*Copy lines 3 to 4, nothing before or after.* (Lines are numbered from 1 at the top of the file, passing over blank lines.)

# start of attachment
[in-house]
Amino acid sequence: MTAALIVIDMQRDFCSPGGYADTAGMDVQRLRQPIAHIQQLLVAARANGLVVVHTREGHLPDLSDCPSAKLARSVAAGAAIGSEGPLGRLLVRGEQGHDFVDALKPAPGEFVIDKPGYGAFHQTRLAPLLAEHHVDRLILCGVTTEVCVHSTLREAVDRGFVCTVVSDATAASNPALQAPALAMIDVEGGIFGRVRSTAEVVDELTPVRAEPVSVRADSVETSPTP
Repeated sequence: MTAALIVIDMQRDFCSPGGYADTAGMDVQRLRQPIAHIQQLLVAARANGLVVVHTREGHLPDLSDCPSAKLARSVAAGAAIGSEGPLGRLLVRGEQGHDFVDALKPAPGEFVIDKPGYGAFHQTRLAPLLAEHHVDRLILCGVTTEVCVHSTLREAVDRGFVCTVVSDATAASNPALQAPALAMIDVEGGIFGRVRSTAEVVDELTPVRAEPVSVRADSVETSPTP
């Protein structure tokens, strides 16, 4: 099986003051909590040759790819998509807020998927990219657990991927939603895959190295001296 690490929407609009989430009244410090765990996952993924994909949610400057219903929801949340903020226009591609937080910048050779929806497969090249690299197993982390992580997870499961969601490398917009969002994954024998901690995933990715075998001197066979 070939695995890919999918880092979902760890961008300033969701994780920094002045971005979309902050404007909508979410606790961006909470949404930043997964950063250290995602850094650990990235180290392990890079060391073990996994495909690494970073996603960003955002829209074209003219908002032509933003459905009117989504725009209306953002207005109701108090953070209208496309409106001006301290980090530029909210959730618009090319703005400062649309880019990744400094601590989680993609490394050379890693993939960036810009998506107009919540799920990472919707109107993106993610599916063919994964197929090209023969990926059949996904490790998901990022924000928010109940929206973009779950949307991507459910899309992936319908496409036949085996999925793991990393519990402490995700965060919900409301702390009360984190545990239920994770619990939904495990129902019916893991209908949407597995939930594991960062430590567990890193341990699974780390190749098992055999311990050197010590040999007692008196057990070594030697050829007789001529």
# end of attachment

Repeated sequence: MTAALIVIDMQRDFCSPGGYADTAGMDVQRLRQPIAHIQQLLVAARANGLVVVHTREGHLPDLSDCPSAKLARSVAAGAAIGSEGPLGRLLVRGEQGHDFVDALKPAPGEFVIDKPGYGAFHQTRLAPLLAEHHVDRLILCGVTTEVCVHSTLREAVDRGFVCTVVSDATAASNPALQAPALAMIDVEGGIFGRVRSTAEVVDELTPVRAEPVSVRADSVETSPTP
């Protein structure tokens, strides 16, 4: 099986003051909590040759790819998509807020998927990219657990991927939603895959190295001296 690490929407609009989430009244410090765990996952993924994909949610400057219903929801949340903020226009591609937080910048050779929806497969090249690299197993982390992580997870499961969601490398917009969002994954024998901690995933990715075998001197066979 070939695995890919999918880092979902760890961008300033969701994780920094002045971005979309902050404007909508979410606790961006909470949404930043997964950063250290995602850094650990990235180290392990890079060391073990996994495909690494970073996603960003955002829209074209003219908002032509933003459905009117989504725009209306953002207005109701108090953070209208496309409106001006301290980090530029909210959730618009090319703005400062649309880019990744400094601590989680993609490394050379890693993939960036810009998506107009919540799920990472919707109107993106993610599916063919994964197929090209023969990926059949996904490790998901990022924000928010109940929206973009779950949307991507459910899309992936319908496409036949085996999925793991990393519990402490995700965060919900409301702390009360984190545990239920994770619990939904495990129902019916893991209908949407597995939930594991960062430590567990890193341990699974780390190749098992055999311990050197010590040999007692008196057990070594030697050829007789001529």